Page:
Comprehensive program to gather data to determine best practices for conducting the general elections during a pandemic
April 9, 2020 — Stanford Law School and MIT announced the launch of the Stanford-MIT Project on a Healthy Election, a program to address the unprecedented and ongoing threat that the COVID-19 pandemic poses to the 2020 election. The project will bring academics and election administration experts together to assess and promote best practices to ensure the 2020 election can proceed with integrity, safety, and equal access.
“The nation’s election administrators know what steps are necessary to ensure a successful election in November,” said Nathaniel Persily, co-director of the new program and the James B. McClatchy Professor of Law at Stanford, co-Director of the Program on Democracy and the Internet at the Center on Philanthropy and Civil Society (Stanford PACS) and former Senior Research Director of the Presidential Commission on Election Administration. “They simply need the resources and the assistance to make the transition to mail balloting and safe polling-place voting.”
Recent primary elections have brought into sharp relief the potentially catastrophic impact the pandemic could have this fall if appropriate precautions are not taken immediately. Several states have delayed their primaries with the hope the virus will be more manageable by June. Others have taken steps to expand mail balloting, often without the necessary infrastructure to handle it. Still others have forged ahead with in-person voting, as happened in Wisconsin, leading voters to risk their lives to cast a ballot.
Each of these springtime election experiments in democracy under unprecedented conditions provides valuable data that can be used to ensure similar mistakes are not repeated in the fall for the general election.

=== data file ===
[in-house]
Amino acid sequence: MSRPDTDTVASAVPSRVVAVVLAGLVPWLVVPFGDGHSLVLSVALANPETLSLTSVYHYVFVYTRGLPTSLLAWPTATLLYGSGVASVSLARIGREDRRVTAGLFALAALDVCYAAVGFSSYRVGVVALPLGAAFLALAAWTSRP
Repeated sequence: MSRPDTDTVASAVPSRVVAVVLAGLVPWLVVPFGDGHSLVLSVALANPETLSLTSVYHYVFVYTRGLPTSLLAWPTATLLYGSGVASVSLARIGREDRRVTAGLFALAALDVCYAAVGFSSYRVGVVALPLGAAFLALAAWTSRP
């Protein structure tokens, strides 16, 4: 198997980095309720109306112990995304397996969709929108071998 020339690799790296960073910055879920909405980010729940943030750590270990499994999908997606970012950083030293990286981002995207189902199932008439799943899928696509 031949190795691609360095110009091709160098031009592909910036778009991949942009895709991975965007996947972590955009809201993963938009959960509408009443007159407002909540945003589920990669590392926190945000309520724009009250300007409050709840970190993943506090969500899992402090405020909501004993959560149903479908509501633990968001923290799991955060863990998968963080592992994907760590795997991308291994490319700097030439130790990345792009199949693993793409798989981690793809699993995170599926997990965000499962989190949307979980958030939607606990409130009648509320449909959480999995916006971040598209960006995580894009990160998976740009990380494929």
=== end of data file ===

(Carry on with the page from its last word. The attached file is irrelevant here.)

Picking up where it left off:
“In the next few weeks and months, states and localities will be honing their plans to implement safe and secure voting environments for the upcoming primaries, and ultimately the November general elections,” said Charles Stewart III, co-director of the new program and Kenan Sahin Distinguished Professor of Political Science at MIT, Director of the MIT Election Data and Science Lab, and Co-Director of the Caltech/MIT Voting Technology Project. “Lessons brought together from the private sector and the academy will help ensure that this planning results in a safe environment that ensures access to the polls for all.”
Professors Persily and Stewart worked together previously on the Presidential Commission on Election Administration (PCEA) in 2013, which produced a set of recommendations to deal, in particular, with long polling place lines evident in the 2012 election, as well as other problems, such as running elections during natural disasters. They recently issued “Ten Recommendations to Ensure a Healthy and Trustworthy 2020 Election,” which emphasized the need to work within voters’ expectations and experience as jurisdictions design new ways of voting for the pandemic.
Stewart and coauthors recently took to the pages of the Washington Post to warn of the risks of mail balloting, while Persily and the former Republican and Democratic co-chairs of the PCEA, wrote in the New York Times of the need for Congress to appropriate the necessary funds to the states to make voting possible in November.
About Stanford Law School
Stanford Law School is one of the nation’s leading institutions for legal scholarship and education. Its alumni are among the most influential decision makers in law, politics, business, and high technology. Faculty members argue before the Supreme Court, testify before Congress, produce outstanding legal scholarship and empirical analysis, and contribute regularly to the nation’s press as legal and policy experts. Stanford Law School has established a model for legal education that provides rigorous interdisciplinary training, hands-on experience, global perspective, and focus on public service, spearheading a movement for change.